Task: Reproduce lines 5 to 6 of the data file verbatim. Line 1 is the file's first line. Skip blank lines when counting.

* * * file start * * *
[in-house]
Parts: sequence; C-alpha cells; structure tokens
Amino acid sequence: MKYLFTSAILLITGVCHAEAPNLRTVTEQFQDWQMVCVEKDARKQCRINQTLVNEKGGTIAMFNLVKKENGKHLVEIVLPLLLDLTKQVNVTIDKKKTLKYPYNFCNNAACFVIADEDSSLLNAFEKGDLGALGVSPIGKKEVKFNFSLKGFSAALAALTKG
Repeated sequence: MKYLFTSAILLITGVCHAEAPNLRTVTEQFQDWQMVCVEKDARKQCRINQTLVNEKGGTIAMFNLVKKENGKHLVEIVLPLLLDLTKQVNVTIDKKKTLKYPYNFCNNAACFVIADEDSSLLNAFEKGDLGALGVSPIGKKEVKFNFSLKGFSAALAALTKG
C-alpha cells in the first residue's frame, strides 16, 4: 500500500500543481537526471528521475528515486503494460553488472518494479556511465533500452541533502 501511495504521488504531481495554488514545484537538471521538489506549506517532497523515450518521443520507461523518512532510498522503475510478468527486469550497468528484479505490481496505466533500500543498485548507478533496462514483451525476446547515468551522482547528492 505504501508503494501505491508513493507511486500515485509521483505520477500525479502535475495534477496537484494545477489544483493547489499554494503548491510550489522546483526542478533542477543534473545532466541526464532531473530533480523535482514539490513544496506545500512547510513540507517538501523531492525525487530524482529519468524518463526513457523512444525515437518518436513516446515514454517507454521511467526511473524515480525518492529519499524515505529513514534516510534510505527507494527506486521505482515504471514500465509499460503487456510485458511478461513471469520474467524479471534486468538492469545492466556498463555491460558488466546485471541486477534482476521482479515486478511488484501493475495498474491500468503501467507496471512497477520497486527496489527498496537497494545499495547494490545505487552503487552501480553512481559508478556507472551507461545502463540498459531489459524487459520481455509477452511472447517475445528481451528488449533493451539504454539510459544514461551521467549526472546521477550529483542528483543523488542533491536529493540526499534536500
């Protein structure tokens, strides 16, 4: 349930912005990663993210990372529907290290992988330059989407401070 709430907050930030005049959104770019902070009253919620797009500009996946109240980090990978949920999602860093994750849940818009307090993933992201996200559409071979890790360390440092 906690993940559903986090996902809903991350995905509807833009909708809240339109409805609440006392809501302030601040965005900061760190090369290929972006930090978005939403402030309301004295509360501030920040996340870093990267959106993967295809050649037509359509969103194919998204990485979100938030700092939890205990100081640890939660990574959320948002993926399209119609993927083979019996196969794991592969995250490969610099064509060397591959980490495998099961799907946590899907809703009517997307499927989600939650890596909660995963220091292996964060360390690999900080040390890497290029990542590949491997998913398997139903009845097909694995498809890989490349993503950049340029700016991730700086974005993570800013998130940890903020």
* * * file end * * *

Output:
C-alpha cells in the first residue's frame, strides 16, 4: 500500500500543481537526471528521475528515486503494460553488472518494479556511465533500452541533502 501511495504521488504531481495554488514545484537538471521538489506549506517532497523515450518521443520507461523518512532510498522503475510478468527486469550497468528484479505490481496505466533500500543498485548507478533496462514483451525476446547515468551522482547528492 505504501508503494501505491508513493507511486500515485509521483505520477500525479502535475495534477496537484494545477489544483493547489499554494503548491510550489522546483526542478533542477543534473545532466541526464532531473530533480523535482514539490513544496506545500512547510513540507517538501523531492525525487530524482529519468524518463526513457523512444525515437518518436513516446515514454517507454521511467526511473524515480525518492529519499524515505529513514534516510534510505527507494527506486521505482515504471514500465509499460503487456510485458511478461513471469520474467524479471534486468538492469545492466556498463555491460558488466546485471541486477534482476521482479515486478511488484501493475495498474491500468503501467507496471512497477520497486527496489527498496537497494545499495547494490545505487552503487552501480553512481559508478556507472551507461545502463540498459531489459524487459520481455509477452511472447517475445528481451528488449533493451539504454539510459544514461551521467549526472546521477550529483542528483543523488542533491536529493540526499534536500
């Protein structure tokens, strides 16, 4: 349930912005990663993210990372529907290290992988330059989407401070 709430907050930030005049959104770019902070009253919620797009500009996946109240980090990978949920999602860093994750849940818009307090993933992201996200559409071979890790360390440092 906690993940559903986090996902809903991350995905509807833009909708809240339109409805609440006392809501302030601040965005900061760190090369290929972006930090978005939403402030309301004295509360501030920040996340870093990267959106993967295809050649037509359509969103194919998204990485979100938030700092939890205990100081640890939660990574959320948002993926399209119609993927083979019996196969794991592969995250490969610099064509060397591959980490495998099961799907946590899907809703009517997307499927989600939650890596909660995963220091292996964060360390690999900080040390890497290029990542590949491997998913398997139903009845097909694995498809890989490349993503950049340029700016991730700086974005993570800013998130940890903020």